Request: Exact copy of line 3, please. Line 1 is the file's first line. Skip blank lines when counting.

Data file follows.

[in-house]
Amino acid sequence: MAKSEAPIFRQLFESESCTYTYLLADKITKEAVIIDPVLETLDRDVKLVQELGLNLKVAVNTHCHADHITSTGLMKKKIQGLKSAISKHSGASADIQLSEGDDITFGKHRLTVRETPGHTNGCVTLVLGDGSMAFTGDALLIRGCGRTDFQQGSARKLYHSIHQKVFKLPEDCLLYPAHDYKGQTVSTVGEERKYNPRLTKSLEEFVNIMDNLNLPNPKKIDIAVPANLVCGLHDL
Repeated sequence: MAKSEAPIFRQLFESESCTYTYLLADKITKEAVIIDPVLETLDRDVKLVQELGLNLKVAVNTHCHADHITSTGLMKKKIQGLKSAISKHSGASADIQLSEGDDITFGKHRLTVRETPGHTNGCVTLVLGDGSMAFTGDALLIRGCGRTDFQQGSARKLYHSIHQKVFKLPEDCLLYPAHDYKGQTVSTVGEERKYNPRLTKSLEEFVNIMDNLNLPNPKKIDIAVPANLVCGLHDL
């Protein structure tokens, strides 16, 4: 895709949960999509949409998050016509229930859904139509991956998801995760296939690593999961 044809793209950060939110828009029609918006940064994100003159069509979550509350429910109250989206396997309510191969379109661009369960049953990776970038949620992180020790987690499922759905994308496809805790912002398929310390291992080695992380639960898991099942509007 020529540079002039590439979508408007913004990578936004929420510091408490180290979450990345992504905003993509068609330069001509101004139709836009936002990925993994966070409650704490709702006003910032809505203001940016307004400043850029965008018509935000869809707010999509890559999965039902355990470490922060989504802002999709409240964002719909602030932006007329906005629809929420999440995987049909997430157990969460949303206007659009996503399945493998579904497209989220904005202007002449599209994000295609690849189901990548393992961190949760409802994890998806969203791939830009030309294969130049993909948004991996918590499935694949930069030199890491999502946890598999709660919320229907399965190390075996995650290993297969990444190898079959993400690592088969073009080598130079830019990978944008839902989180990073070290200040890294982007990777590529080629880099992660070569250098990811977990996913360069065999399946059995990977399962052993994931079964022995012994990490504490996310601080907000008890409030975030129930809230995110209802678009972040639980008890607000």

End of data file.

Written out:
Repeated sequence: MAKSEAPIFRQLFESESCTYTYLLADKITKEAVIIDPVLETLDRDVKLVQELGLNLKVAVNTHCHADHITSTGLMKKKIQGLKSAISKHSGASADIQLSEGDDITFGKHRLTVRETPGHTNGCVTLVLGDGSMAFTGDALLIRGCGRTDFQQGSARKLYHSIHQKVFKLPEDCLLYPAHDYKGQTVSTVGEERKYNPRLTKSLEEFVNIMDNLNLPNPKKIDIAVPANLVCGLHDL